Communications researcher examines comic books, 'geek culture'

Trey Miller
August 17, 2015

The saying goes, "If you do what you love, you’ll never work a day in your life." That couldn’t be more true for one Penn State College of Communications doctoral student, who took her lifetime hobby and used it as the focus of her studies.

Stephanie Orme enjoys reading comic books and is an avid gamer, and she is now researching what she calls the “geek culture.”

“I think I was actually on a plane to a conference and it hit me,” said Orme. “Why don’t I study this culture I’ve been a part of my whole life that I’m clearly really passionate about? It was a neat way to sort of fuse something that I’m interested in in life, hobby-wise, with something I’d be interested in teaching and researching about.”

A St. Louis, Mo., native, Orme recently conducted research that focused on adult women comic book fans and whether or not they were comfortable and open about their hobby.

She interviewed women from age 18 to their mid-40s in State College, a group that included Penn State students as well as faculty, staff and community members. She found most women were open about their comic book fandom. And, while it wasn’t part of her research, Orme wondered if being in a college town and being in the world of academia would play a part in her findings.

“My assumption was that a lot of these women would, kind of like me, feel like there were a lot of situations where they couldn’t be particularly open about it,” said Orme. “I was pleasantly surprised to find out that most of them were pretty cool with it. They didn’t care. They felt like people were a lot more accepting of their interests than maybe they would have been a few years ago. They even had a lot of other female comic book friends who introduced them to comics.”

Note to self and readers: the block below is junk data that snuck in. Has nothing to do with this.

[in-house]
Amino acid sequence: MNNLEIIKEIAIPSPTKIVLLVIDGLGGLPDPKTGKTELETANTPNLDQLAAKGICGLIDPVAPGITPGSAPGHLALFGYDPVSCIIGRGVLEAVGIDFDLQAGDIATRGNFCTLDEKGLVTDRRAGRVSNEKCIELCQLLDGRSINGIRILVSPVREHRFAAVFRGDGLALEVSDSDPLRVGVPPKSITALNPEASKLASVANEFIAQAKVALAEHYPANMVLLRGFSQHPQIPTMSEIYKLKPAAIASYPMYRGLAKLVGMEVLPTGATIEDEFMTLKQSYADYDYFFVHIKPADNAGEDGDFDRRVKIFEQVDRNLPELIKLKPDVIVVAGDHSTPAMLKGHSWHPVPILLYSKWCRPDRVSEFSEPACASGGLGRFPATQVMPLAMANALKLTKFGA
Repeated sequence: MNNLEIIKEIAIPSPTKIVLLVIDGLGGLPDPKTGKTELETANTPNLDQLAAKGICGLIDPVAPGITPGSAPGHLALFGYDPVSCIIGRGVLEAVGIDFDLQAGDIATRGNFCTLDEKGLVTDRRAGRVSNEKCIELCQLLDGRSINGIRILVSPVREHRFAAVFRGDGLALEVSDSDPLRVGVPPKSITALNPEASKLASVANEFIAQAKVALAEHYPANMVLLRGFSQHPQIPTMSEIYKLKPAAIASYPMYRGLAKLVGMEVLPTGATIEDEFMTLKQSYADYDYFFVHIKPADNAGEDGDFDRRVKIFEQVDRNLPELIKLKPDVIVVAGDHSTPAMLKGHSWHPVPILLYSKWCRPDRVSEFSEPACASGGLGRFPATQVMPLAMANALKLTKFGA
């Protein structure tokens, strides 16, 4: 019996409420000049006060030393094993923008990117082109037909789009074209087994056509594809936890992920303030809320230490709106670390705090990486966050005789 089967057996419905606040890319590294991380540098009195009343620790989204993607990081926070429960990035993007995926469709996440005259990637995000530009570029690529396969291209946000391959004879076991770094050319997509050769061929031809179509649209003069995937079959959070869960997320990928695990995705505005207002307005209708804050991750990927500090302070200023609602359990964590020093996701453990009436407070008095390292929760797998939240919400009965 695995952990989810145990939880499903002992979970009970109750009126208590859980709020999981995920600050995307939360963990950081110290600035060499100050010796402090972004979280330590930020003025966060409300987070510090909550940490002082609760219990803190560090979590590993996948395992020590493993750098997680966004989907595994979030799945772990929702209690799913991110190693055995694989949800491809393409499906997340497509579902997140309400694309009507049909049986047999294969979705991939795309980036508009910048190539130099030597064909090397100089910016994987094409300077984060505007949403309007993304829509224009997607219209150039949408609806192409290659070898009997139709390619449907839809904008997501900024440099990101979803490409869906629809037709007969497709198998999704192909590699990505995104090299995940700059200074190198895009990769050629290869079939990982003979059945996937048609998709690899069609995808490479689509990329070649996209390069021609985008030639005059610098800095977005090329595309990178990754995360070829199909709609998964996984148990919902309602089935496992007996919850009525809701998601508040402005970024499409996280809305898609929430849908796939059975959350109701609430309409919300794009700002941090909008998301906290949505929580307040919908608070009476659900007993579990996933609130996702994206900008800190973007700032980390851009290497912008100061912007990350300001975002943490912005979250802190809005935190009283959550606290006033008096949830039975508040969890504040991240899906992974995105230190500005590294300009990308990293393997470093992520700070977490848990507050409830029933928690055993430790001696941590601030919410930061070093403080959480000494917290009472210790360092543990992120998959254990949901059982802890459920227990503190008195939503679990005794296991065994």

Orme believes things like the big-budget Marvel and DC films that have been a success at theaters in recent years have helped the women’s comic book culture become more mainstream and accepted. Still, a couple of people she interviewed said they could not be open about their hobby. Her research found a lot of women still feel weird going to comic book stores.

Orme appreciates their perspectives because of her own interest in comic books — and her own reticence about sharing that hobby with others.

“I never knew who I could tell about that interest,” said Orme. “It was kind of like a closeted hobby. I didn’t know if that was ‘cool,’ a lot like gaming.”

Orme is also a gamer, dating back to the Sega Genesis game system, which she started playing when she was 4 or 5 years old. She said the old "Sonic the Hedghog" games are still her favorites. Now, she sticks to role-playing games on her PlayStation 4 and her handheld Nintendo 3DS. When it comes to comic books, she prefers superheroes, especially X-Men, and Marvel comics.

This fall, Orme will continue to pass along her knowledge in the field while teaching a 120-student class at Penn State on gaming and interactive media. It will be her first time teaching that particular course. She was previously an adjunct instructor at Suffolk University and Emerson College in Boston for five semesters and taught a class on gender and diversity in the media at University Park in spring 2015. She earned her master’s degree in communication from Suffolk University after she graduated from Illinois State University in 2010 with a bachelor’s degree in communication.

Going forward, she hopes to send her research to the Journal of Graphic Novels and Comics, and possibly to a conference to get more feedback. She hopes to continue her research on comic books and women.

“Something I would love to actually do is sort of do an ethnographic study where I follow women to comic book stores and just sort of hang back and watch what they do, what their interactions with the shopkeepers are like and other customers,” said Orme. “That’s a future project.”

Last Updated July 28, 2017